Some 50 members from the World Council of Churches – based worldwide Urban Rural Mission movement (URM) met in a small Christian village near Accra, Ghana, to answer the vital question on what the poor really needs. The weeklong conference, which ended on May 7, gathered representatives from Africa, Asia, Central America and the Caribbean, the Middle East, Europe, Canada and the USA, allowing them to share their own stories of the injustice and violence that prevails around them, and also about the ways to liberate the victims from that bondage.
Much of the conference was spent in group discussions and prayers, which supplemented the testimonies and stories. According to the WCC, these horrifying witness-accounts shocked many of the participants, but by the end of the day, “these emotions were transformed into a new resolve among the participants to re-affirm their commitment to working with the poorest of the poor and the most marginalized, and to protect and promote their interests.”
The participants also re-affirmed their commitment to the church while stressing the importance of working with people of all religious beliefs.
The following is the full text of the conference, as released by the World Council of Churches:
Mission from the Perspective of People in Struggle
Accra, Ghana, May 1-7, 2004
We are gathered here in Accra, Ghana from all parts of the world; from Africa, Asia and the Middle East, from Europe and from North America, Latin America and the Caribbean. We have come to renew, reaffirm and strengthen our mission in the midst of people in struggle as URM networks. This comes at a time where institutionalised oppression, systematic violence, occupation and militarization, marginalization, and socio-economic deprivation and exclusion present new challenges to humanity. We note with deep concern processes of illegal occupation and oppression of sovereign lands and peoples under the guise of the ‘war on terror’, citing especially the situation in the Middle East. We are concerned that policies of hegemony, unilateralism, and neo-colonialism, along with their economic capitalist dimensions, are devastating and fragmenting many parts of the world.
We, as the global URM movement, are part of and work with grassroots communities that are committed to working among those in struggle – of whom we are part – for solidarity, for spiritual empowerment, by providing safe space for their stories of struggle to be heard, for the improving of their quality of life by developing alternatives and by actively resisting the powers of oppression and dehumanisation.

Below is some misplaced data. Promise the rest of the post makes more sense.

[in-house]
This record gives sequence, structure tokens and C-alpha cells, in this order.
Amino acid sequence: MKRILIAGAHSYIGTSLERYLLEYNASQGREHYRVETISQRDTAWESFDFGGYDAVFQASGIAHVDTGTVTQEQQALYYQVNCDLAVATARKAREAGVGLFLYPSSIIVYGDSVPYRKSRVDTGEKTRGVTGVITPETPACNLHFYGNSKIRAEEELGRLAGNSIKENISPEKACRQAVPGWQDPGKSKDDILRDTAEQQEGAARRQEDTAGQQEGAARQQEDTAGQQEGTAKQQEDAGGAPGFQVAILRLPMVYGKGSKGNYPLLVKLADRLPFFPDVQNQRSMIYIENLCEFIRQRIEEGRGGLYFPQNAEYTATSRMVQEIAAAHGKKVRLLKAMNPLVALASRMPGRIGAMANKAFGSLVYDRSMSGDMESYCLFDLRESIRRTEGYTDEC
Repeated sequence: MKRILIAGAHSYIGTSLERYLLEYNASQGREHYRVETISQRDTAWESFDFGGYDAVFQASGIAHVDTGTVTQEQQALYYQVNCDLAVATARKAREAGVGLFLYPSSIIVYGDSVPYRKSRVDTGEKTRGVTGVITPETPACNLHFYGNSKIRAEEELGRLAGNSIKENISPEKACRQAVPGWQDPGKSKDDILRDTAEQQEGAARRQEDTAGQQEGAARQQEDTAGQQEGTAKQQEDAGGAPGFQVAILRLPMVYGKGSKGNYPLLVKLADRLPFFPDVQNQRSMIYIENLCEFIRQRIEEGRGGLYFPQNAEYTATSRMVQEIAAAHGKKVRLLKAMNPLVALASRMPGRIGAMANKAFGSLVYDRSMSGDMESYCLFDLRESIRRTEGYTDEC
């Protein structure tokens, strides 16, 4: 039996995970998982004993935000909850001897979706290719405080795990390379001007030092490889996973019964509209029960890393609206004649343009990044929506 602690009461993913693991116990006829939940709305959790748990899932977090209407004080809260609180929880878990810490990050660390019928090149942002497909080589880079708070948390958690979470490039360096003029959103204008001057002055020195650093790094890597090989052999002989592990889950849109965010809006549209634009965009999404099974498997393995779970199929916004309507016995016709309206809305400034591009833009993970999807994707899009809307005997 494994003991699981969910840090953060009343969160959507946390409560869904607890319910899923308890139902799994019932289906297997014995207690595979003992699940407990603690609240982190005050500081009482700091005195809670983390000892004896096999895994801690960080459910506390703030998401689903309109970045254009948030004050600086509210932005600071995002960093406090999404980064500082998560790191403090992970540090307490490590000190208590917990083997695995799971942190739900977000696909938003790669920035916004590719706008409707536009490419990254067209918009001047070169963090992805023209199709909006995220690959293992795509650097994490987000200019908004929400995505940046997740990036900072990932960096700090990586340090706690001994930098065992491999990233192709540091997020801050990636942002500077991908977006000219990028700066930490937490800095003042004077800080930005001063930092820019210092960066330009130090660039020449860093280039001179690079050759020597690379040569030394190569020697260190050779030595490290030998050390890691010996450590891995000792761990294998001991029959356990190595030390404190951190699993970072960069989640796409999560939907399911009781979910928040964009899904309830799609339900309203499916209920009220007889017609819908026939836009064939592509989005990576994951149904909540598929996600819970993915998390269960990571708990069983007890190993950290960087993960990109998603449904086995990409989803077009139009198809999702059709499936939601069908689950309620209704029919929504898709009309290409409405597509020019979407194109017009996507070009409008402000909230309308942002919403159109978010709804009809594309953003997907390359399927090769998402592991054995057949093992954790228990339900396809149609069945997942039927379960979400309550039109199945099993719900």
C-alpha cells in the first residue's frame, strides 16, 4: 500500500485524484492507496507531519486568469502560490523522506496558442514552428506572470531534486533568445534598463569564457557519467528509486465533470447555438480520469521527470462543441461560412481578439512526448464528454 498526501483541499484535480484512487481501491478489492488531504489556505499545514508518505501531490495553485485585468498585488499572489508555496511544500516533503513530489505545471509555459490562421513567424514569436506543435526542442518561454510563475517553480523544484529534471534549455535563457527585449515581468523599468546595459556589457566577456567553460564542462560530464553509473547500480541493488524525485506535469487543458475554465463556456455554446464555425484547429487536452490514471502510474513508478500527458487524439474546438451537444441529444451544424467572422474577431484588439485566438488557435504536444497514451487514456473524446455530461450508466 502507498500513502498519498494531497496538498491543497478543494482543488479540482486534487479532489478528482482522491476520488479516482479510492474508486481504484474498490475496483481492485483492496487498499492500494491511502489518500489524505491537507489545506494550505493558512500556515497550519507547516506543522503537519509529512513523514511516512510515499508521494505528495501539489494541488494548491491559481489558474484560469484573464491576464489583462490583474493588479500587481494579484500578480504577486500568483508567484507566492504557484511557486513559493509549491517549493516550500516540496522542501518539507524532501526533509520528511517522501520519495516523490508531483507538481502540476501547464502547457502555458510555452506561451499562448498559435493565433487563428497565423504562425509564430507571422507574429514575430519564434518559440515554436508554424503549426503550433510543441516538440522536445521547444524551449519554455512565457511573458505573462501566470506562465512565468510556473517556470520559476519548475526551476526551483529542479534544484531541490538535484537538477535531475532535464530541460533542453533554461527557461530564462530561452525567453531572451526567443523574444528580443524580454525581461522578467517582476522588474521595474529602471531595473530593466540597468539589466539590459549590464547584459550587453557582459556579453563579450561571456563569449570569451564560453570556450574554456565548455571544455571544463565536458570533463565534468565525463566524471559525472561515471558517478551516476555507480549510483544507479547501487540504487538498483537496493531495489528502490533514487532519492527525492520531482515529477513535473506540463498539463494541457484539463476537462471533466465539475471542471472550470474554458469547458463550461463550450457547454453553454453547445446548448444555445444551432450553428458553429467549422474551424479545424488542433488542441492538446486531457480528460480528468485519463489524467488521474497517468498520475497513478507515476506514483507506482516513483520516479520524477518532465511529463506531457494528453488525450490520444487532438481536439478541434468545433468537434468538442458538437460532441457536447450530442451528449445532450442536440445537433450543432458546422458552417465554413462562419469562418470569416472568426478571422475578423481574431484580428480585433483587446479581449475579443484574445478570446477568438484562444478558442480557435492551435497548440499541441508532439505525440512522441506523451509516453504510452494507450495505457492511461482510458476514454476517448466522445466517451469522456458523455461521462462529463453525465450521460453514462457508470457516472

We visited Cape Coast and were reminded of the deep historical wounds of slavery that need to heal in Africa and all around the world. We also visited with churches and local communities, hearing their needs, sharing experiences, joys and hopes, and were enriched by the cultural and spiritual heritage of the people of Ghana.
Mission, for us, is the proclamation of the fullness of life. As people from churches, other faith communities, and diverse social movements around the world, as individuals and communities living the struggle, we are called to provide open space through which the voices of pain and suffering are lifted to the church and the community. In story-telling circles we have listened to the stories of communities in struggle and reflected on our social commitment to act on these stories. Through this sharing, we intend to build community in solidarity.
URM mission begins with the stories of the people, stories of liberation from bondage, stories of personal and communal cries of pain, joy and hope, of individual liberation and community emancipation. These story-telling circles were enriched by the wealth of religious and cultural traditions – a richness that is integral to the URM global family.
As we renew our hope for communities that are blessed with ‘life in abundance’, our mission begins with speaking our prophetic voice to expose and condemn the capitalist-led, globalized context and its new geo-political realities that intentionally destroy human community. We specifically examined the effects of violence and its impact on those who are violated; commodification as the catalyst for globalisation; injustice and the need for restorative justice, and the mission of URM as the spirituality of resistance to this injustice and oppression. We affirm the call ‘another world is possible’.
In the midst of this global context, we heed the call to be healing and reconciling communities, believing that truth and faithfulness of the memory of the victims must qualify this healing, and that reconciliation in the context of broken communities is a process that must be informed by justice at all levels. We are living and working in communities where killing, enslavement, and oppression are taking place daily, and it is our understanding that forcibly silenced cries of pain cannot be overshadowed by the language of pacification. Just, sustainable and lasting interpersonal and inter-communal healing is built on a spirituality of reconciliation that respects the voice of the victims. We have been inspired by words of Isaiah 58 and Luke 4, indicating that mission will lead to healing and reconciliation when it is characterized by a spiritual discipline that resists egoism and oppression and breaks the yoke of injustice.
Our URM mission is based on spiritual empowerment that is life-giving, fulfilling and is a motivating power towards individual and community emancipation from the shackles of economic servitude, political repression, cultural oppression and social marginalization.
Today, as we come from the all around the world, we reaffirm our commitment to working with the poorest of the poor and the most marginalised. We reaffirm our commitment to working with the church and through people’s movements in each of our local contexts.